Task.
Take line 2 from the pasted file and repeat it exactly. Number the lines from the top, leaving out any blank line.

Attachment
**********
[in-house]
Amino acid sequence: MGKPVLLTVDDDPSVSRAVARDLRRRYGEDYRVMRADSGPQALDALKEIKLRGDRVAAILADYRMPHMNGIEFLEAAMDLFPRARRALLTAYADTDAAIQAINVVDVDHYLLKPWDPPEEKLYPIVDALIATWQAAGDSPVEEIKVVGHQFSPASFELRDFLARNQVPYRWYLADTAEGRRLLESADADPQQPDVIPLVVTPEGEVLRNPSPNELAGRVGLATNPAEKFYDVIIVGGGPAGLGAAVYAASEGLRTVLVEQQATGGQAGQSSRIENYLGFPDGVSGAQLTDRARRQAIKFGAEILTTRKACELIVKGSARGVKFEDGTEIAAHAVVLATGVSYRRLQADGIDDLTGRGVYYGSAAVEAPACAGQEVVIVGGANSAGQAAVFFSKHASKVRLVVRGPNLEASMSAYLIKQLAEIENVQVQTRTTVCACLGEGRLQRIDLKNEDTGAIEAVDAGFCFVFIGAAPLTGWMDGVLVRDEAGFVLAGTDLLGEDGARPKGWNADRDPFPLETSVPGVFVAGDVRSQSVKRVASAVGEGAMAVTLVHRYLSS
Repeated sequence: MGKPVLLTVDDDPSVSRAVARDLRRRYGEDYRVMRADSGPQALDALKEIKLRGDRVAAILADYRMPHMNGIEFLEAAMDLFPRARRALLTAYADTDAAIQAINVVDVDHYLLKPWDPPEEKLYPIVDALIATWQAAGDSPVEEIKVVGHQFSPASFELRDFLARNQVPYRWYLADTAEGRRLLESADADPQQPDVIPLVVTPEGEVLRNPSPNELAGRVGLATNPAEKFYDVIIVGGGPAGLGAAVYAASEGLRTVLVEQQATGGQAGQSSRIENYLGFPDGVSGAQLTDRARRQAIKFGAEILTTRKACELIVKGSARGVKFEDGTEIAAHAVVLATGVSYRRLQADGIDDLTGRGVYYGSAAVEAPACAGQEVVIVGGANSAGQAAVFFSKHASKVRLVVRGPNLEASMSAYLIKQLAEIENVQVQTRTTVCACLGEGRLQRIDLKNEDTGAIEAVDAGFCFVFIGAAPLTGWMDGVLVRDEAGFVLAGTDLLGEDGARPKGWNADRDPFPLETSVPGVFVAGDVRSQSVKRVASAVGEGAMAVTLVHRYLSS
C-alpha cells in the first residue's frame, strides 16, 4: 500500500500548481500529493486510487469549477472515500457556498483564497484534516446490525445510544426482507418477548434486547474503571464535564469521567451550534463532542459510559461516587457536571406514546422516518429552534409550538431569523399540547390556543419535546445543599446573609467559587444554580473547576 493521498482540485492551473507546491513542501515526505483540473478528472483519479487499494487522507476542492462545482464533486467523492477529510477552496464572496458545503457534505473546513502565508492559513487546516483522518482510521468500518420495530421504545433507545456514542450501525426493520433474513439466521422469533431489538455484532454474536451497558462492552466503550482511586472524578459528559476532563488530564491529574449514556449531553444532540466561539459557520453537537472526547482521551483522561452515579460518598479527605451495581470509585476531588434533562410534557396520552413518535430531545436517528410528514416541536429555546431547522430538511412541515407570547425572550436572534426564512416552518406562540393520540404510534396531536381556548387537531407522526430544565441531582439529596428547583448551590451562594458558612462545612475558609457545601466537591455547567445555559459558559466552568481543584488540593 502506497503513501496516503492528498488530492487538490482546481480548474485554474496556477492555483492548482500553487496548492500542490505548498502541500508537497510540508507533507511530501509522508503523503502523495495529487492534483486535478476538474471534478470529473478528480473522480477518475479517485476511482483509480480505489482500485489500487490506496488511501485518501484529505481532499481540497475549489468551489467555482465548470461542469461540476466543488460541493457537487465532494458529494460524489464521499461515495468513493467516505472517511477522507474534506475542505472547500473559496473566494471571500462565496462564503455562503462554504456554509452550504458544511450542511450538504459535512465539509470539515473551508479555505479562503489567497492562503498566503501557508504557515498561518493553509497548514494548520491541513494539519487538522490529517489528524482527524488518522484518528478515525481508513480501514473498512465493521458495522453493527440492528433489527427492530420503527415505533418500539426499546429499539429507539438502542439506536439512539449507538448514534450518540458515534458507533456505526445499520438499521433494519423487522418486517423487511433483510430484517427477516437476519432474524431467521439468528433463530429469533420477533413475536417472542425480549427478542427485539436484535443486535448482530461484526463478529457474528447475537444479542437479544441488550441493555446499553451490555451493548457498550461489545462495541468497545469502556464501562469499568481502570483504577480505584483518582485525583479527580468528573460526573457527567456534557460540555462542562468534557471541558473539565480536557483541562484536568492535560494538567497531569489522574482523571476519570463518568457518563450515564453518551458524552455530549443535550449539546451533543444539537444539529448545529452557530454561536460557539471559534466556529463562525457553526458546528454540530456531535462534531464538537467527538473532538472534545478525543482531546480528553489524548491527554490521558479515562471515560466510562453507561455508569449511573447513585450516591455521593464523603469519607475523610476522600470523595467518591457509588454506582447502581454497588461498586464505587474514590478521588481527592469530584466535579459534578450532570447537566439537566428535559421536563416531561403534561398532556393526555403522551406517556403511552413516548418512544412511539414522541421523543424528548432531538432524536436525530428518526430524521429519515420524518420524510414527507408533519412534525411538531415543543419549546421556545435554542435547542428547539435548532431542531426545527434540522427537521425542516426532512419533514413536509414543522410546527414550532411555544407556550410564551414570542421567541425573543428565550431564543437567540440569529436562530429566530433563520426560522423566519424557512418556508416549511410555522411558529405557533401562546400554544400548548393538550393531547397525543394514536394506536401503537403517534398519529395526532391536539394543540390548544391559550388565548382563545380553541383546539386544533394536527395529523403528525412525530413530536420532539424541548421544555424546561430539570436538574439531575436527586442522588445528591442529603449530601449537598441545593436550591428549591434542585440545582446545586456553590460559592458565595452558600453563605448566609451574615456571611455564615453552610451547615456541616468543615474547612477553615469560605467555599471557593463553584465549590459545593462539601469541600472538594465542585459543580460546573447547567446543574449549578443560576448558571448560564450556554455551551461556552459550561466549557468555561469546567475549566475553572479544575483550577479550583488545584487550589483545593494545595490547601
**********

Amino acid sequence: MGKPVLLTVDDDPSVSRAVARDLRRRYGEDYRVMRADSGPQALDALKEIKLRGDRVAAILADYRMPHMNGIEFLEAAMDLFPRARRALLTAYADTDAAIQAINVVDVDHYLLKPWDPPEEKLYPIVDALIATWQAAGDSPVEEIKVVGHQFSPASFELRDFLARNQVPYRWYLADTAEGRRLLESADADPQQPDVIPLVVTPEGEVLRNPSPNELAGRVGLATNPAEKFYDVIIVGGGPAGLGAAVYAASEGLRTVLVEQQATGGQAGQSSRIENYLGFPDGVSGAQLTDRARRQAIKFGAEILTTRKACELIVKGSARGVKFEDGTEIAAHAVVLATGVSYRRLQADGIDDLTGRGVYYGSAAVEAPACAGQEVVIVGGANSAGQAAVFFSKHASKVRLVVRGPNLEASMSAYLIKQLAEIENVQVQTRTTVCACLGEGRLQRIDLKNEDTGAIEAVDAGFCFVFIGAAPLTGWMDGVLVRDEAGFVLAGTDLLGEDGARPKGWNADRDPFPLETSVPGVFVAGDVRSQSVKRVASAVGEGAMAVTLVHRYLSS